Personally, no one likes to be called names, but I have a tight close group of friends that I’ve known since I was 16. I’m not really going out to nightclubs, and when strangers meet me, it’s overwhelmingly positive.

When and where are you at your happiest?
With my friends going somewhere new. We live for those 4-5 day holidays. We went to Vegas in September, and we just came back from Dubai. It breaks your year up a little bit, having something to look forward to. I just like being with my friends and family, having fun.

What’s been the best piece of advice you’ve ever been given?
My manager Bev always said to me, ‘You’re going to have a book deal, just believe in yourself. If you believe in yourself, you can achieve so much. The more you believe, the higher you can set your goals.’ We could all do so much more if we didn’t fear failure.

What’s been the hardest lesson you’ve had to learn?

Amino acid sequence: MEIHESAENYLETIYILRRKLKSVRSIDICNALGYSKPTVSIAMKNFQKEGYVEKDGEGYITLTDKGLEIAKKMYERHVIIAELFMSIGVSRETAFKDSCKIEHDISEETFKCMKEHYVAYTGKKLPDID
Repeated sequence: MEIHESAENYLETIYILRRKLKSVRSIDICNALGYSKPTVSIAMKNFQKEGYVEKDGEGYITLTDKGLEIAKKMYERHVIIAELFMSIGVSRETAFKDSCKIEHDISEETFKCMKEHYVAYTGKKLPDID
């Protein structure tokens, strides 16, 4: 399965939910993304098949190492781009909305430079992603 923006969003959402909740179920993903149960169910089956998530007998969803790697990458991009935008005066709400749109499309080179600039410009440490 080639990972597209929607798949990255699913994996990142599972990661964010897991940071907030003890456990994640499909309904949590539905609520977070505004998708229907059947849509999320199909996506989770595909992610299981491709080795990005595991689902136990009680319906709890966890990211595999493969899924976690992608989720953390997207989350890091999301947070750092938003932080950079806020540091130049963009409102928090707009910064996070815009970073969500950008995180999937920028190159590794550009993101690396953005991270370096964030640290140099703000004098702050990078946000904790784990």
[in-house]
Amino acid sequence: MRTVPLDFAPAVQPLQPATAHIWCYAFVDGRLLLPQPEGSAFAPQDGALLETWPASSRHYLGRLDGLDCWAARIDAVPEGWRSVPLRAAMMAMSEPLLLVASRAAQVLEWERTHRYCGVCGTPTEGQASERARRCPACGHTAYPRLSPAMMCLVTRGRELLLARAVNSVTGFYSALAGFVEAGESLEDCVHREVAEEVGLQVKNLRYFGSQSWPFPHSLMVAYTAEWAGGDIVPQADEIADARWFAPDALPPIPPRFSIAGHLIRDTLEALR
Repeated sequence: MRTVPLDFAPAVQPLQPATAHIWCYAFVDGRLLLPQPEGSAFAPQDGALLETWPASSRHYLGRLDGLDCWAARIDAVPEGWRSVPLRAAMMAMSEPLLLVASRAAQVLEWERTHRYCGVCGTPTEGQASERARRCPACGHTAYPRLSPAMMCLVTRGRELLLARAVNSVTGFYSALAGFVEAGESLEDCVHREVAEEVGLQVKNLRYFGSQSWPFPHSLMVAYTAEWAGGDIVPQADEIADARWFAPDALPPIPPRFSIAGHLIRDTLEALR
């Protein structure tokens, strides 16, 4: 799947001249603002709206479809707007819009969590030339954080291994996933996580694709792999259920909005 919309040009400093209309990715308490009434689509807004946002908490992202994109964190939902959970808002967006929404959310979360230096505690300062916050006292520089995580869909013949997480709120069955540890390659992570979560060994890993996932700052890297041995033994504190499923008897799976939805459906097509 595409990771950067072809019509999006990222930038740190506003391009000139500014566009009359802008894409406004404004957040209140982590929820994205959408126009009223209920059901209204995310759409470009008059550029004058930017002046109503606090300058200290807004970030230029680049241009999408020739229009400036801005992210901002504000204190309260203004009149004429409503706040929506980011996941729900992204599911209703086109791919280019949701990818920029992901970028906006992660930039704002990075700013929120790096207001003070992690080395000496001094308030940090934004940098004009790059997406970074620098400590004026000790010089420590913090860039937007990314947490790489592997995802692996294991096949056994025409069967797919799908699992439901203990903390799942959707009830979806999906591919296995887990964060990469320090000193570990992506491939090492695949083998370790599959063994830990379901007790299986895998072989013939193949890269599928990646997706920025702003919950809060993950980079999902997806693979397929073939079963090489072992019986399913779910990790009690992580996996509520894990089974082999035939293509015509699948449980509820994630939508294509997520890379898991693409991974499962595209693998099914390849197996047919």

I’ve built this online business and had to expand really quickly, so I’ve had to learn about recruiting staff, and finding mini Body Coaches that really believe in what I’m doing. In the early days it was difficult getting people, but now I have an office of 45 staff, and they’re really passionate and want to be there.

I’ve had to learn how to be a businessman really quickly, because I’ve gone from working on my own to having this big company, so I’ve had to learn what it means to be a manager and hire people. I’m at the office 3-4 days a week. I want to be there as much as I can. I’d love to be there every day, I love it.

What would you like to tell your 13-year-old self?
I spent a lot of time worrying about what I was going to be, and not being really sure, I had no direction or motivation, I wasn’t that ambitious and once I decided to have a go at the personal training, it felt like this was what I was supposed to do. So, I suppose it’s ‘Don’t worry too much about the future, just do what makes you happy in the day and success will come’ whether that’s financial or not, but doing what you love is success in itself. Don’t be frightened to changed direction. I was going to be a PE teacher, but that changed, and now I have eight books to write.

It’s a personality thing, I feel like people respond to me, I’m authentic, I’m genuine, I have a bad day, I don’t live like a saint, it’s simple, I cut through all the stuff, I’m constantly giving out free content, so that builds trust and people respond, so when you have a product to share, people are prepared to trust you. It takes a long time to build that trust.